Google also pointed out that the small business version of Microsoft’s Office 365 advertises only “self-help and community support,” although Microsoft’s enterprise package does include 24/7 phone support.

 

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Google also said it offers “higher-touch support for our demanding (typically large) customers, including appointing an account manager for on-site deployment assistance and to offer customers a direct line of contact for any questions or issues they may experience.”

A Google spokesperson further stated that, despite the limitations detailed on the Google support website, “A Google Apps for Business customer may call our support line at any time … For any issue that is disruptive to their business, we will transfer to someone who can resolve their issue.”

Businesses that use Microsoft software and are considering moving to Google services will closely watch Google’s evolving stance toward customer support. While Microsoft offers more substantial support offerings to business customers than Google offers, Microsoft software products and services are also far more costly. (Also see: “Nonprofit treats Microsoft Outlook frustration with Google Apps”)

Google’s business products are primarily being gobbled up by small businesses and universities, but the company’s increasing ability to compete against Microsoft in the largest enterprise accounts has been seen with recent customer wins such as the U.S. General Services Administration.

“We support the largest customers quite well,” Girouard says. “It’s harder to support the long tail of customers, the three-person companies.”

Google, like any tech company, has been the subject of complaints about its customer service, from users of both its free services and its fee-based ones. But since its software is hosted entirely online, and Chromebooks provide little more than an inexpensive and convenient way to access the Web, customers have limited ability to fix problems themselves when things go wrong.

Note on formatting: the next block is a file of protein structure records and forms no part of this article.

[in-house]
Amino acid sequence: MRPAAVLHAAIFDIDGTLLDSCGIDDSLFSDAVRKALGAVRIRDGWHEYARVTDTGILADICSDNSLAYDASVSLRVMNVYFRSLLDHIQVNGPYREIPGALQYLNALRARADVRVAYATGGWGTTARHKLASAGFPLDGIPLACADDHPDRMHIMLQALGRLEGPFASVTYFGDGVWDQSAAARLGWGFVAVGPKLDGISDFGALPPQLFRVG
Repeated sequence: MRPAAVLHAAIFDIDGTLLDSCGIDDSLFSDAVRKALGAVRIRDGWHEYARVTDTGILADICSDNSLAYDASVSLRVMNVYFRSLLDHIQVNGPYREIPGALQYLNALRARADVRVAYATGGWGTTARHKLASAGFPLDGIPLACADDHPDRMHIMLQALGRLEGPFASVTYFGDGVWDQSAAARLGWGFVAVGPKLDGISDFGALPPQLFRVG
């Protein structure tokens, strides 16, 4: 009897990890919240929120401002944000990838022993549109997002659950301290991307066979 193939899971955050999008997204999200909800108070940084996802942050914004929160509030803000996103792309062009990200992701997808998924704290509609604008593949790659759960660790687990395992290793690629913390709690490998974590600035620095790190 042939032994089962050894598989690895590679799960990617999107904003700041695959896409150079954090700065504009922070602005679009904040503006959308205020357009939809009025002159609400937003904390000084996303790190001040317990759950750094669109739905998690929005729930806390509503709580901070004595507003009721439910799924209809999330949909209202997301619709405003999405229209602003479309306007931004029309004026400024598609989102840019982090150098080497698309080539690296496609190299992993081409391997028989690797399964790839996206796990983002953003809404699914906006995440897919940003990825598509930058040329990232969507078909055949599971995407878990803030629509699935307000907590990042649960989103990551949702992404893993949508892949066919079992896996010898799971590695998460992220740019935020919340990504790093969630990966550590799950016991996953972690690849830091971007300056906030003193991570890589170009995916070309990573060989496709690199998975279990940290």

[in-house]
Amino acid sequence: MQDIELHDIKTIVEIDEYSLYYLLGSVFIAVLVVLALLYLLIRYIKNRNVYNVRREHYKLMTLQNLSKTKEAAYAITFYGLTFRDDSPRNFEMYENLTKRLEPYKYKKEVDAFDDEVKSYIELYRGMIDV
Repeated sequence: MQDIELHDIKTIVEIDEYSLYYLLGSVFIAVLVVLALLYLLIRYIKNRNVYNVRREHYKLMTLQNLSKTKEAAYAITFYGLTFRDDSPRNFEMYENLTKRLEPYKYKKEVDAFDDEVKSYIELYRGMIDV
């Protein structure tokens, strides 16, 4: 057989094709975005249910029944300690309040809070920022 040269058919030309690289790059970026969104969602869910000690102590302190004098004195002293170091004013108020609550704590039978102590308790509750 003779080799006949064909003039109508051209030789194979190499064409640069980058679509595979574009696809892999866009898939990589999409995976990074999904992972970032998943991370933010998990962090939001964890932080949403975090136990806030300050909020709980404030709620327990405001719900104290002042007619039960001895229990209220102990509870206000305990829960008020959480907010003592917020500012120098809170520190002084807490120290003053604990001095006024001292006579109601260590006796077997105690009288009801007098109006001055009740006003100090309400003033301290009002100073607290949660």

It’s likely that Google can provide better uptime than many small IT shops achieve on their own, but meeting the “five nines” standard of mission-critical application availability is a work in progress for all cloud-based services.

Amazon’s Elastic Compute Cloud recently suffered a severe outage, and even the enterprise-focused Rackspace has been forced to apologize and pay out credits to customers in the wake of outages.

Microsoft’s hosted email service went offline for some users this month, and Gmail has suffered numerous problems, including a recent issue that took some users’ mail offline for several days. Customers have also complained about Google Calendar not reliably sending reminders before appointments.

Google has so many customers that downtime for even a small percentage can affect millions of people. Various backup systems ensure that even if services go offline, Google can restore customer data.

Once Google convinces customers their data is safe, there are other concerns. Can employees used to Microsoft products be trained to use Google ones? To that, Girouard counters that Google is providing online tools to train people in using Google products, and systems to automate the movement of users from Microsoft to Google.